CRC Handbook of Chemistry and Physics (Special Student Edition): A Ready Reference Book of Chemical and Physical Data, Volume 76

Front Cover
David R. Lide
CRC-Press, Jun 8, 1995 - Science - 2576 pages
For decades, the CRC Handbook of Chemistry and Physics has provided scientific and engineering communities around the world with the broad range of current and critically evaluated data required by their constantly and rapidly evolving technical fields. Over the past ten years, revisions to the Handbook have kept up with semiconductors and high-temperature superconductors; addressed environmental concerns by providing data on pollutants, contaminants, global warming, and ground water contamination; and revised pertinent data to stay up-to-date with IUPAC standards.
The Handbook's Editorial Advisory Board, comprised of world-renowned experts, plays a crucial role in ensuring that the Handbook adequately addresses the needs of their respective fields and that the data are absolutely up-to-date.
One of the highlights of the 76th Edition of the Handbook is a completely revised table of Physical Constants of Inorganic Compounds. The 2,382 compounds in this table were selected on the basis of their laboratory, industrial, and environmental importance, as well as their value in illustrating trends in the variation of physical properties with position in the periodic table. An effort has been made to cover the most frequently encountered inorganic substances, including different crystalline modifications. Many compounds of current interest, such as buckminsterfullerenes, are included, as well as those compounds that have important technological applications because of their optical or electrical properties. Data have been carefully selected and verified by checking against the most reliable sources, and major references are listed.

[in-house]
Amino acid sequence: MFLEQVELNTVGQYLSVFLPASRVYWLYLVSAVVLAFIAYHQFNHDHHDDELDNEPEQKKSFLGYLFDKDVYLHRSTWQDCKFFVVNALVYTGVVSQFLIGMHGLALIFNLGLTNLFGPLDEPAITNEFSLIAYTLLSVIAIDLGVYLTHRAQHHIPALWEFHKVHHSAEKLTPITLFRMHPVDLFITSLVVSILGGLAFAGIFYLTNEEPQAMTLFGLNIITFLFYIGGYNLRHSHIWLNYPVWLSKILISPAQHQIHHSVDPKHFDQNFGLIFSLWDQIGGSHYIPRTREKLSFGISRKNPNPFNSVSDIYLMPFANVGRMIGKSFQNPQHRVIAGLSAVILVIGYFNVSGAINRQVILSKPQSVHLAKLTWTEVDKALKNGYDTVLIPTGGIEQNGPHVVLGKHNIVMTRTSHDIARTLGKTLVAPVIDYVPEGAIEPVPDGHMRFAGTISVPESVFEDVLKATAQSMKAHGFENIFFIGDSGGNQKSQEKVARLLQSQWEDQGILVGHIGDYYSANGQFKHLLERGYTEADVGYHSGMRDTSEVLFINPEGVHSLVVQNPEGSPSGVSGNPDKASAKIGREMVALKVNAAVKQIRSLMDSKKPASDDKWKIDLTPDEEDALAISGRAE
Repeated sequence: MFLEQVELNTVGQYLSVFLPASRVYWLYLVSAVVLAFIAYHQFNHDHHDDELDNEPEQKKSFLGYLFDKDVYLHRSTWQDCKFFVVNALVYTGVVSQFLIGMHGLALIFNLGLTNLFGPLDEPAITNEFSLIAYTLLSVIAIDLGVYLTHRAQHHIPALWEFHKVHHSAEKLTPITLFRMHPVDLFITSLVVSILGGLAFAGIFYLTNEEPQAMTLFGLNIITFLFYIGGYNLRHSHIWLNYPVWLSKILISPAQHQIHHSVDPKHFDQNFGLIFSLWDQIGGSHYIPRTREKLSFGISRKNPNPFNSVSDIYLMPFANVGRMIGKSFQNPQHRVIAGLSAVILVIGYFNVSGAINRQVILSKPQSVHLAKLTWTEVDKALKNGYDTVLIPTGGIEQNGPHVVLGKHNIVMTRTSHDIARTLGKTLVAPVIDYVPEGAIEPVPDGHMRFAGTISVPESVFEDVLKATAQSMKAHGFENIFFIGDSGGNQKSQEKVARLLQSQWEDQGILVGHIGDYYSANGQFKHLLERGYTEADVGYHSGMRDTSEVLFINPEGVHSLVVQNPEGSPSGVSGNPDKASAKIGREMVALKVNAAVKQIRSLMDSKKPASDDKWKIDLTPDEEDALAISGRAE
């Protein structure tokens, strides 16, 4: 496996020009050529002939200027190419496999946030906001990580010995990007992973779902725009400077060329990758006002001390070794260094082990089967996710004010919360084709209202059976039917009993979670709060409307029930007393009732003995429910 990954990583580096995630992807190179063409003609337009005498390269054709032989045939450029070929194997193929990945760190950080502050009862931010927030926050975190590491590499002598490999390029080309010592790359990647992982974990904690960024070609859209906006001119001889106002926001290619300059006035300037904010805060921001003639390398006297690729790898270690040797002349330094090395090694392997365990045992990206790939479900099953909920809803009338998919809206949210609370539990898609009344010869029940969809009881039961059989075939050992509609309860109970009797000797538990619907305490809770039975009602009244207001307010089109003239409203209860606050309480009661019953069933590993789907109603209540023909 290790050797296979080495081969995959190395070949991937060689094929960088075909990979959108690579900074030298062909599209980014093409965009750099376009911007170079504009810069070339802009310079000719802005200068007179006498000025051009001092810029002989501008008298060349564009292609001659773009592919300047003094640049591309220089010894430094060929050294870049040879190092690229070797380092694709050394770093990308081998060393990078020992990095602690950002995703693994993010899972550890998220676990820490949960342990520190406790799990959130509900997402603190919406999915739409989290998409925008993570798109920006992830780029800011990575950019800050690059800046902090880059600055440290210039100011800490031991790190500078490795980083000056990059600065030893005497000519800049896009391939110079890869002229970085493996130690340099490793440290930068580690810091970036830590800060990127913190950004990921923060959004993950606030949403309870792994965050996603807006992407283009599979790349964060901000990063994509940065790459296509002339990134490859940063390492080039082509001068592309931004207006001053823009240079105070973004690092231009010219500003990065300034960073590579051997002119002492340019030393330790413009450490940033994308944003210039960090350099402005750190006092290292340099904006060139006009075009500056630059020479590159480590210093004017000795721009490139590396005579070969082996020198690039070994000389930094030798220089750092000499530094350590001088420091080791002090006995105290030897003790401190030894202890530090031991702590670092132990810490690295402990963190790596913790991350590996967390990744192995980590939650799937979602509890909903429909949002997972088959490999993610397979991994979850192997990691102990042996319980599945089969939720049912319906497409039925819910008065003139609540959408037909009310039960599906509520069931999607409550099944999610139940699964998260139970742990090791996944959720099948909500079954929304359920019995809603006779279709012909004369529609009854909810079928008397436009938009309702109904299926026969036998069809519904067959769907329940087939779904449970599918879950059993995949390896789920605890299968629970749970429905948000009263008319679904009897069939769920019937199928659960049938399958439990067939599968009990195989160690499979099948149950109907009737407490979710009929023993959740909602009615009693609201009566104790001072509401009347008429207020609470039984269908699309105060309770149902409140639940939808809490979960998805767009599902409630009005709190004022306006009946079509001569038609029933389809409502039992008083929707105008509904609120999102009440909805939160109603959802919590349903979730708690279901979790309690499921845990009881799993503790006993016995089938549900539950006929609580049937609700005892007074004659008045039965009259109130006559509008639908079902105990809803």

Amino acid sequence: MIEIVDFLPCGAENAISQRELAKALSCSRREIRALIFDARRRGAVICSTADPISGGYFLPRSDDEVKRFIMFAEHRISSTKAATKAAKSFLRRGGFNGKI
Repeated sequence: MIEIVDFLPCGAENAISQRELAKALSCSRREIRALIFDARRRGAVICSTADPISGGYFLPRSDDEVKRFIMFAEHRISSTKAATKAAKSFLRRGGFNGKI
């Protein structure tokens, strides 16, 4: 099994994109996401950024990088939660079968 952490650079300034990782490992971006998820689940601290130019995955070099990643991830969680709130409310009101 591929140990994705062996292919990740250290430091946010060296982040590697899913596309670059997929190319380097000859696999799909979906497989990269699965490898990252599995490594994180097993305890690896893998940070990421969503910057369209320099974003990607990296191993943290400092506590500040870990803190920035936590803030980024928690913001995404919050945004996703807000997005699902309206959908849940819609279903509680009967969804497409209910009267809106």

The arrangement of compounds in the Table by common name permits easy location of entries. Information for each compound includes synonyms, Chemical Abstracts Service (CAS) Registry Number, molecular weight, relevant physical properties (for example, crystal structure and color), solubility, and melting and boiling points. For each compound, cross-references to other tables in the Handbook in which that compound appears are provided. This cross-referencing provides the reader with other relevant information on the compound, including heats of formation, vaporization, and fusion; entropy; heat capacity; critical temperature and pressure; vapor pressure; and optical properties.

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